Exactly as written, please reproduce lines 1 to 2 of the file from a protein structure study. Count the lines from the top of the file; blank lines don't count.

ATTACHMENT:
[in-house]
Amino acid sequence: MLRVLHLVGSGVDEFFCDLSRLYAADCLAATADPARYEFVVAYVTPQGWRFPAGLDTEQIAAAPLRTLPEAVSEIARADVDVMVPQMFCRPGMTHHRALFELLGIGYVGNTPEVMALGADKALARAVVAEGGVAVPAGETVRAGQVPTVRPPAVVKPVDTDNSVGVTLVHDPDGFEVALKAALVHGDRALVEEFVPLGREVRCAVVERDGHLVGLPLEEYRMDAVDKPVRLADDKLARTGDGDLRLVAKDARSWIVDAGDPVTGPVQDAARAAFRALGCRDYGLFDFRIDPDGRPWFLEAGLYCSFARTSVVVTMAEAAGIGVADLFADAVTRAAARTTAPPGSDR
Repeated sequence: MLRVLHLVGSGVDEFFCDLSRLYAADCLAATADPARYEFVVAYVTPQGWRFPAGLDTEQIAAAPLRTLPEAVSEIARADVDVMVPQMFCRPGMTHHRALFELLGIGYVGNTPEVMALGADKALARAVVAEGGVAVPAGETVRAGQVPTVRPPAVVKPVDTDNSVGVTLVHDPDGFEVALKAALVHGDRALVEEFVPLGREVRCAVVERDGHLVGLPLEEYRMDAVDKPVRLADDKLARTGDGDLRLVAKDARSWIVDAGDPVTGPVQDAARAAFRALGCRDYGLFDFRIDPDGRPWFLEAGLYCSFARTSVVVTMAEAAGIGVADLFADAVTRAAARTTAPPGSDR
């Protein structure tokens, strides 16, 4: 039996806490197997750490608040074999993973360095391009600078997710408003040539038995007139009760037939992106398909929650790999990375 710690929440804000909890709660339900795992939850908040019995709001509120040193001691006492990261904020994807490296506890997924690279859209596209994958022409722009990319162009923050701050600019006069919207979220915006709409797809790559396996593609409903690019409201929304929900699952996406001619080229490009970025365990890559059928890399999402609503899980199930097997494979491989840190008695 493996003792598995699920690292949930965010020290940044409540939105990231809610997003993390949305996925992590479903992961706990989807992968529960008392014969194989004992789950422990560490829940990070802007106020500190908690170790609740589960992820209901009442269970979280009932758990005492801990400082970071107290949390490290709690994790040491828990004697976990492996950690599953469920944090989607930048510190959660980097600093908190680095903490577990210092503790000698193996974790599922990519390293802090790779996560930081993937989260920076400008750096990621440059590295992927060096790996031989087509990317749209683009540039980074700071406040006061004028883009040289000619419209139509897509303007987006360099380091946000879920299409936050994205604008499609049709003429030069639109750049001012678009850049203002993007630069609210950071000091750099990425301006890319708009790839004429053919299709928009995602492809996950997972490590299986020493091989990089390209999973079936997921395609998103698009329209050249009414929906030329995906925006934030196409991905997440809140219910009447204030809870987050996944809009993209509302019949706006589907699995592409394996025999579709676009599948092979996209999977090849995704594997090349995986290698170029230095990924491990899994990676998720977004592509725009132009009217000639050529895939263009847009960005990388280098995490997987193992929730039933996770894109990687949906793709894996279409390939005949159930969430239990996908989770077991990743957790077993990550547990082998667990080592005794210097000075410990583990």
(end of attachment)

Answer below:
[in-house]
Amino acid sequence: MLRVLHLVGSGVDEFFCDLSRLYAADCLAATADPARYEFVVAYVTPQGWRFPAGLDTEQIAAAPLRTLPEAVSEIARADVDVMVPQMFCRPGMTHHRALFELLGIGYVGNTPEVMALGADKALARAVVAEGGVAVPAGETVRAGQVPTVRPPAVVKPVDTDNSVGVTLVHDPDGFEVALKAALVHGDRALVEEFVPLGREVRCAVVERDGHLVGLPLEEYRMDAVDKPVRLADDKLARTGDGDLRLVAKDARSWIVDAGDPVTGPVQDAARAAFRALGCRDYGLFDFRIDPDGRPWFLEAGLYCSFARTSVVVTMAEAAGIGVADLFADAVTRAAARTTAPPGSDR